Carbon trading in South Africa: Plus ça change?

review of

Patrick Bond, Rehana Dada and Graham Erion (eds.) (2009) Climate change, carbon trading and civil society: negative returns on South African investments. Pietermaritzburg: University of KwaZuklu-Natal Press (PB: pp. 231, £26.50, ISBN 1869141415).

Whether carbon markets have a role in responding to climate change and delivering positive benefits to the developing world is a question that continues to generate lively debate and is rightly subject to ever more critical scrutiny. From cases of climate fraud and corruption in carbon markets to instances of displacement and the exposure of poorer people to negative social and environmental effects from hosting CDM (Clean Development Mechanism) projects, there is mounting criticism of the effectiveness and equity of using offset and trading mechanisms to tackle climate change.

This book strengthens these critiques by providing a wide-ranging critique of all aspects of carbon trading and its principal proponents, such as the World Bank, and its principal beneficiaries which in the South African context, according to contributors to this volume, are large energy companies such as Eskom and ‘big oil’. While some chapters focus on specific aspects, actors and issues within carbon markets – for example, the general critique provided by Heidi Bachram, or the critical evaluations of the World Bank and its Prototype Carbon Fund provided by Daphne Wysham and Janet Redman in one chapter, and by Larry Lohmann, Jutta Kill et al. in another – many relate carbon markets to much broader issues around power and wealth creation in the energy sector. Patrick Bond, for example, provides a useful critical historical overview of energy politics in South Africa while activists from GroundWork draw attention to the exploitative role of ‘big oil’ in Africa’s (under) development. This is important and appropriate since for all their hype carbon markets are just one small part of a much bigger landscape of energy politics and though finance through carbon markets does provide the largest source of revenue for mitigation in the developing world, it pales into insignificance alongside business as usual investments in climate changing fossil fuels. The question is whether carbon trading can provide one means of tipping the balance of power away from fossil fuels and towards cleaner and more sustainable forms of energy.

The latter part of the book concentrates on civil society strategies aimed at bringing about climate justice: paying ecological debts, invoking litigation against corporations, maintaining community control over resources and keeping attention squarely on those states and corporations that bear most responsibility for causing climate change in the first place, but which seek to make sure the ‘polluted adapt’ rather the ‘polluter pays’. This includes campaigns to ‘Leave oil in the soil’, compensation initiatives such as that proposed by the Ecuadorian government whereby it will agree not to exploit oil in the Yasuni national park if it is at least partly reimbursed for lost oil revenues. But mostly faith is placed in community groups, trade unions and environmentalists to challenge the patterns of resource and social exploitation that underpin the fossil fuel economy. It would have been interesting to know more about the tensions that arise in joint campaigning between unions and environmentalists, for example, when jobs in the fossil fuel sector are under threat and the extent to which these can be reconciled under the banner of ‘just and green jobs’ or advance ideas around a ‘just transition’. The book devotes much more attention to the divisions between those environmentalists that seek to engage with and shape carbon markets and those, such as the contributors to this book, that remain firmly opposed to the idea that carbon trading has any role to play at all in efforts to combat climate change. Differences of opinion on this issue led groups such as Earthlife in South Africa to leave the global Climate Action Network for its engagement with carbon markets.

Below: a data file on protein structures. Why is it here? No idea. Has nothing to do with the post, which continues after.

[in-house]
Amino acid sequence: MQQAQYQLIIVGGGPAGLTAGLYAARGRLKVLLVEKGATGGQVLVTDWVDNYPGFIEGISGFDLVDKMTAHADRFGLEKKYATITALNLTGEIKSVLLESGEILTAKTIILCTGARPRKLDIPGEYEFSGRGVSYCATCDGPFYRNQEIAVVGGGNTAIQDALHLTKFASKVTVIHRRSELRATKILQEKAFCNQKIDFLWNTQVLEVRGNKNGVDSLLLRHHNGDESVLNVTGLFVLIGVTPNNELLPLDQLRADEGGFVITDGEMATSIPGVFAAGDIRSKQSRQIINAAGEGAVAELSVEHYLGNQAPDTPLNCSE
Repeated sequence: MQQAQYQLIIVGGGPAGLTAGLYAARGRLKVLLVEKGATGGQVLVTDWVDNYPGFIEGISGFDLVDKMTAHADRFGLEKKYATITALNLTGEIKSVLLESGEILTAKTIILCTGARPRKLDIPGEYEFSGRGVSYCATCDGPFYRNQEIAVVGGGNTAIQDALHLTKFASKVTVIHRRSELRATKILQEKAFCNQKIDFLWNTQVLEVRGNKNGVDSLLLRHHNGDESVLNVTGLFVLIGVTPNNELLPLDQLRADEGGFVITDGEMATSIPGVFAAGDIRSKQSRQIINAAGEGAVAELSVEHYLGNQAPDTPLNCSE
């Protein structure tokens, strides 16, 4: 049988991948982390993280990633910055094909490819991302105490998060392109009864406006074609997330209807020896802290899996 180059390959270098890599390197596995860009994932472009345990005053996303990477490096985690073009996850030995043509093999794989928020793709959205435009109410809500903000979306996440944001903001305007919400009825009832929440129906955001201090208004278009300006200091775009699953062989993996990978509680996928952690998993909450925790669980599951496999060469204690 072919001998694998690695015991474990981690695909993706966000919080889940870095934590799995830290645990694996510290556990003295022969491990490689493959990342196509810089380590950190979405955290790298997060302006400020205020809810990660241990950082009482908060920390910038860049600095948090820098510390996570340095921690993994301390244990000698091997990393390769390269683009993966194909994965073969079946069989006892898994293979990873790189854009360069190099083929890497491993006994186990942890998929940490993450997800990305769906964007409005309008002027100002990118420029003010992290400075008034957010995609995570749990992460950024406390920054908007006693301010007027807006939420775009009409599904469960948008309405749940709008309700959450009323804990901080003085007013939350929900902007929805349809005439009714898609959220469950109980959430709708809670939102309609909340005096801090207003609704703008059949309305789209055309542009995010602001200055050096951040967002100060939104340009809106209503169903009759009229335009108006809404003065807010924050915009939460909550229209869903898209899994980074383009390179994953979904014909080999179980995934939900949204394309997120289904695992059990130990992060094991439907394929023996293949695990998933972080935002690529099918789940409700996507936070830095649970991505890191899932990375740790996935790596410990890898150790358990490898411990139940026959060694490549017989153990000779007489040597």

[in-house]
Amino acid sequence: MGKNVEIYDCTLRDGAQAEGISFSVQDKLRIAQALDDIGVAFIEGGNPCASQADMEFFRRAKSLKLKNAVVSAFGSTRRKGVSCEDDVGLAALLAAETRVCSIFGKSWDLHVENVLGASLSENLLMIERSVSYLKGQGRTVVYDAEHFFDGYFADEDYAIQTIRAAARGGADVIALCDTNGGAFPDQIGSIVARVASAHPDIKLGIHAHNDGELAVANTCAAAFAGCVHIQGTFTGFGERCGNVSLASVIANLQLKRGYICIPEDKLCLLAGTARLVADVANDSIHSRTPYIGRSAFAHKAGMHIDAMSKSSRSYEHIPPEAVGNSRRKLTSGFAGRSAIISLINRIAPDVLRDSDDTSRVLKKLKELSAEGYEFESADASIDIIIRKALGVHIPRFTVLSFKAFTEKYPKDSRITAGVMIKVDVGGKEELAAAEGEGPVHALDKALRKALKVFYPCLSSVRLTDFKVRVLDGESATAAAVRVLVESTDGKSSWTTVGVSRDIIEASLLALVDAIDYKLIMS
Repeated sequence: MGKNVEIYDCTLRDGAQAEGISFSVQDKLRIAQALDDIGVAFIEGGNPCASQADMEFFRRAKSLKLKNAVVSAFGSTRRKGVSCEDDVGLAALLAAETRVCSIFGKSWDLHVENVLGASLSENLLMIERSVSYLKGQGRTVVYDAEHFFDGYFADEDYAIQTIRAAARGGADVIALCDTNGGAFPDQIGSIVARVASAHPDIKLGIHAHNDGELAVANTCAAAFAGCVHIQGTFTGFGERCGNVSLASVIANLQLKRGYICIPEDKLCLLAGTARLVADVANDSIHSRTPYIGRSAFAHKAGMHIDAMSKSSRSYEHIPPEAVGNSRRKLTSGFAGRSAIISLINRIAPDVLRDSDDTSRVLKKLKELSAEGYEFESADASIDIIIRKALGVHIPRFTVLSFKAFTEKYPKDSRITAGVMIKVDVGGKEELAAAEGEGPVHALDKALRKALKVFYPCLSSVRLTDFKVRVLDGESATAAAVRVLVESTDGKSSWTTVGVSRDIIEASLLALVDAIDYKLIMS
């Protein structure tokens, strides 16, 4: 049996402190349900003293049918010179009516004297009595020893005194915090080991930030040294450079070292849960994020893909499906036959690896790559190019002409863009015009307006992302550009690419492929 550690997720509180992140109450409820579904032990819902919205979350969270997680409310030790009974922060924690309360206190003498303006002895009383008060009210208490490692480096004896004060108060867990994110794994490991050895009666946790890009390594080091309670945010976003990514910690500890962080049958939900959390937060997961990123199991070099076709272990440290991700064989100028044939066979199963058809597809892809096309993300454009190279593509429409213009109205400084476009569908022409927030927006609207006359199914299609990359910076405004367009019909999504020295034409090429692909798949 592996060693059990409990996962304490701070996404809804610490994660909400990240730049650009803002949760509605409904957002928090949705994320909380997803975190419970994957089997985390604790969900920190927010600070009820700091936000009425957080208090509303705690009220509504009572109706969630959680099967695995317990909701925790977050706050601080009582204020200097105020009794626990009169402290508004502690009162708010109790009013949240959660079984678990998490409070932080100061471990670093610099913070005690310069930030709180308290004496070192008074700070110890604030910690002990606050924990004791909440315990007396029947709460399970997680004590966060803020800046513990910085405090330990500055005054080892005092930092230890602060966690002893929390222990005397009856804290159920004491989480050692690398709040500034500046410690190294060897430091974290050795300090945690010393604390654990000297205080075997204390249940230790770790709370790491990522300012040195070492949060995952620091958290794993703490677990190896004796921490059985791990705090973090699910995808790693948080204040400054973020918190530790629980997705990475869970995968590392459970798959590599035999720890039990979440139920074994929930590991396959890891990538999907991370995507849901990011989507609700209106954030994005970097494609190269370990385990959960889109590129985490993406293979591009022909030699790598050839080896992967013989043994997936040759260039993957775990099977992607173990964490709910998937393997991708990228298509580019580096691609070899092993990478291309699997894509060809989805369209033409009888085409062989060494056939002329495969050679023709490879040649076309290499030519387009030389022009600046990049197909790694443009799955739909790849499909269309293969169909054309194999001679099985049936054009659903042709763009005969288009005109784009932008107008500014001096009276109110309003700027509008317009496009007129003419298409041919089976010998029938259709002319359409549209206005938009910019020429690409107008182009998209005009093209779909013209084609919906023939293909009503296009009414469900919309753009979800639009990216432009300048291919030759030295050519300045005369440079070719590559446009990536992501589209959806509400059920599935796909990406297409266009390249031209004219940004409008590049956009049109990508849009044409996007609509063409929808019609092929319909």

With the exception of the chapter by Graham Erion (with Larry Lohmann and Trusha Reddy), most contributions do not engage with the details of carbon trading in South Africa, however, a fact that may disappoint some readers attracted to the book by its title. There are only 19 registered CDM projects in South Africa at the moment and so carbon trading is not the big story despite moves to set up tradeable renewable energy certificates and the like. Graham Erion’s chapter covers the Bisasar road landfill gas methane project supported by the World Bank Prototype Carbon Fund which, it is claimed, provided a financial life-line for a highly contaminating plant that local residents had been fighting hard to close down. It seems to provide evidence for the claim that carbon market finance often ends up propping up polluting industry rather than supporting cleaner ones. Likewise, the energy and chemical giant Sasol’s application for CDM status for a project which its own annual reports suggested had already been planned, as exposed by Earthlife and other groups in South Africa, demonstrates the potential for abuse and gaming the system by powerful actors. Problems of poor coordination and lack of follow-up are also apparent in the distribution by UK carbon offset company Climate Care of energy-efficient light bulbs in an area of Cape Town where the para-statal company Eskom was also offering them for free. The familiar themes of fraud, duplication and dubious additionality abound.